There are several reasons why a pine tree can become sick. It could become infested with insects, such as southern pine beetle, European pine sawfly, spruce spider mite, white pine weevil, western pine beetle or mountain pine beetle. It may also develop pine needle scale, which causes white scales to cover pine needles, leading to their death. Depending on the type of illness, it can take up to one year for a pine tree to die. In many cases, people don't notice their tree is sick until it's too late.
Look over the pine tree for disease or insect infestation. Take note of green needles that have turned brown, which points to the likelihood that they will die soon. Also notice white scales, which indicate pine needle scale.
Examine the base of the pine tree for sawdust. This indicates that the tree might be infested with pine borer or other insects.
Climb up the tree and saw off branches and limbs that appear to be sick. Cut the diseased wood off where it meets healthy branches.
Apply a crawler spray and/or insecticides to cure sick pine trees that have pine needle scale. Apply a series of two to three crawler sprays every seven days between May and July. Insecticides can be applied after the crawlers settle in June and August. Follow manufacturer's instructions.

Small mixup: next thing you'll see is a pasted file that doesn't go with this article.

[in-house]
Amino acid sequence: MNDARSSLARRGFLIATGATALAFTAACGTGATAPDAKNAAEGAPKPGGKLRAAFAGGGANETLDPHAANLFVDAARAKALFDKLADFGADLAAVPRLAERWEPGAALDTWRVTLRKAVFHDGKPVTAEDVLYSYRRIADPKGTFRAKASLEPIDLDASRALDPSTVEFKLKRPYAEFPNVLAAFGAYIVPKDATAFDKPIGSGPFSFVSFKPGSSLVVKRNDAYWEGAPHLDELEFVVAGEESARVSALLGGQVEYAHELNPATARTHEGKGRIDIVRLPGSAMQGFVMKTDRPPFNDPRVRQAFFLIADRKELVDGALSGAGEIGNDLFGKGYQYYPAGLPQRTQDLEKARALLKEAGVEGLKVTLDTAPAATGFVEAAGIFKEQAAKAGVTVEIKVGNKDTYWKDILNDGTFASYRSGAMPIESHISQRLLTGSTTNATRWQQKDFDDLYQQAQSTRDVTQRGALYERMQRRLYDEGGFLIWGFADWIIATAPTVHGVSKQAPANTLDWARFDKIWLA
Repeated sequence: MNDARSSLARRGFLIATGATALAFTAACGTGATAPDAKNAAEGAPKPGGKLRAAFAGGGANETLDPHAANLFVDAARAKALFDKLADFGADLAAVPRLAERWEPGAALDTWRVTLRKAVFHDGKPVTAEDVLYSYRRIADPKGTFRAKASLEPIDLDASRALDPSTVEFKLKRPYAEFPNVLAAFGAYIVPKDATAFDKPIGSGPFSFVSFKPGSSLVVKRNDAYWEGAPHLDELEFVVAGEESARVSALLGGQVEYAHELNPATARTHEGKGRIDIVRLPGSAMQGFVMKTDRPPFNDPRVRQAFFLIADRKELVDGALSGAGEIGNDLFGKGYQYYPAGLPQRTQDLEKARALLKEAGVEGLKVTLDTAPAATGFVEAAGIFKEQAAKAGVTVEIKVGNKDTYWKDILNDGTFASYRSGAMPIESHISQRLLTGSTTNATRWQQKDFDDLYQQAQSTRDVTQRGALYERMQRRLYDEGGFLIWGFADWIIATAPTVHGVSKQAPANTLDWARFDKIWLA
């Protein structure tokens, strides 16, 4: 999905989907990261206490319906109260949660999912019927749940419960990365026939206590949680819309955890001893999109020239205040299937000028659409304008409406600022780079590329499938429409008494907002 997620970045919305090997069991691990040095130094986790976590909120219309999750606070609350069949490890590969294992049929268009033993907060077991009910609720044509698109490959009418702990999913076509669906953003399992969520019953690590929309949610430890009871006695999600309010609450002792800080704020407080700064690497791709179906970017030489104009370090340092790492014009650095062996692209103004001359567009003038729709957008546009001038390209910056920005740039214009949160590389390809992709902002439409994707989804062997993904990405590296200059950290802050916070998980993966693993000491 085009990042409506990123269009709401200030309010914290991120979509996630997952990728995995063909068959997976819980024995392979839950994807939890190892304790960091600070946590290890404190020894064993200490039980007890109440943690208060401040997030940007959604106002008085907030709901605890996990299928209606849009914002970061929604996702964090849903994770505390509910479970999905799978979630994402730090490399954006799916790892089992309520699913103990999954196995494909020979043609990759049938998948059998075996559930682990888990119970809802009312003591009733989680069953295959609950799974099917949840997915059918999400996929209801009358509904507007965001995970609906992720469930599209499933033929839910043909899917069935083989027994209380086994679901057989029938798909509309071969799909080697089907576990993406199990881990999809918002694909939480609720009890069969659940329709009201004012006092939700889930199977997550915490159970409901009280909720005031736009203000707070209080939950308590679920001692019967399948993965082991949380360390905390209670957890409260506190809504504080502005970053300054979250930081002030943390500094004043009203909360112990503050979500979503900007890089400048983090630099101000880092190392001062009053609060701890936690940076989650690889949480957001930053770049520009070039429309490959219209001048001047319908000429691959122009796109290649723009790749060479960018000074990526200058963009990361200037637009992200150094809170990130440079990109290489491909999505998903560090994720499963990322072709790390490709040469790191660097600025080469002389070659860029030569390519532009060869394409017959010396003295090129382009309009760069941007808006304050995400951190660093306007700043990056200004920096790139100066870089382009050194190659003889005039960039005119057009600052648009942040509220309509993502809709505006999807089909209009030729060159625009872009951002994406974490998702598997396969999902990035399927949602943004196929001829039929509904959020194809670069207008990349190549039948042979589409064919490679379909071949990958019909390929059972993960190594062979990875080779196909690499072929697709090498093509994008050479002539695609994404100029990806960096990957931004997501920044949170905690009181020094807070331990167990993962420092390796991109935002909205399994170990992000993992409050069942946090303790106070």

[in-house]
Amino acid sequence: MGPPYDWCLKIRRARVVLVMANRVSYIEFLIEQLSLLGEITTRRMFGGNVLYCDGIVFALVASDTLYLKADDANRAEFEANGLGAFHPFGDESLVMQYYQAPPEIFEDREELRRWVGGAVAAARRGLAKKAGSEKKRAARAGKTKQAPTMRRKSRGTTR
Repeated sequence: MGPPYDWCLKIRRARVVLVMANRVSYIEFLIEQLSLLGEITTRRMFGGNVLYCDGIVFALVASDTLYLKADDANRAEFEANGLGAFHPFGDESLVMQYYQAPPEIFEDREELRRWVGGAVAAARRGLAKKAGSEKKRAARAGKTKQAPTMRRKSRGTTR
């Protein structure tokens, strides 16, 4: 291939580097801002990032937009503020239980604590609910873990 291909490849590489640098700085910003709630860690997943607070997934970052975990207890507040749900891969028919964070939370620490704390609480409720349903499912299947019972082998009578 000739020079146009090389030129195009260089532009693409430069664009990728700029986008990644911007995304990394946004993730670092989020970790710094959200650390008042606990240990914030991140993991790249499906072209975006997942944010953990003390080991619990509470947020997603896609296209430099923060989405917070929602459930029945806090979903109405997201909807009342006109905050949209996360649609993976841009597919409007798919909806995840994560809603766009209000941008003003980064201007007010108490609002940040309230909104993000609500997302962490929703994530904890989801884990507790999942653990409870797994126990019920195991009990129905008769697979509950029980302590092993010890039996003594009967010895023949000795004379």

Cut down on the risk of western and mountain pine beetle attacks by keeping pine trees from getting bruised. The wounds open the bark up to infestation.
Remove all vegetation, including weeds and grasses, from the base of pine trees. Keeping their root zones clear will help keep insects away.
Use an insecticide that targets borers. Most are applied as sprays to branches and pine tree trunks. They will not kill larvae that are already living in the tree but will target those that are tunneling through the bark. Follow the manufacturer's application instructions.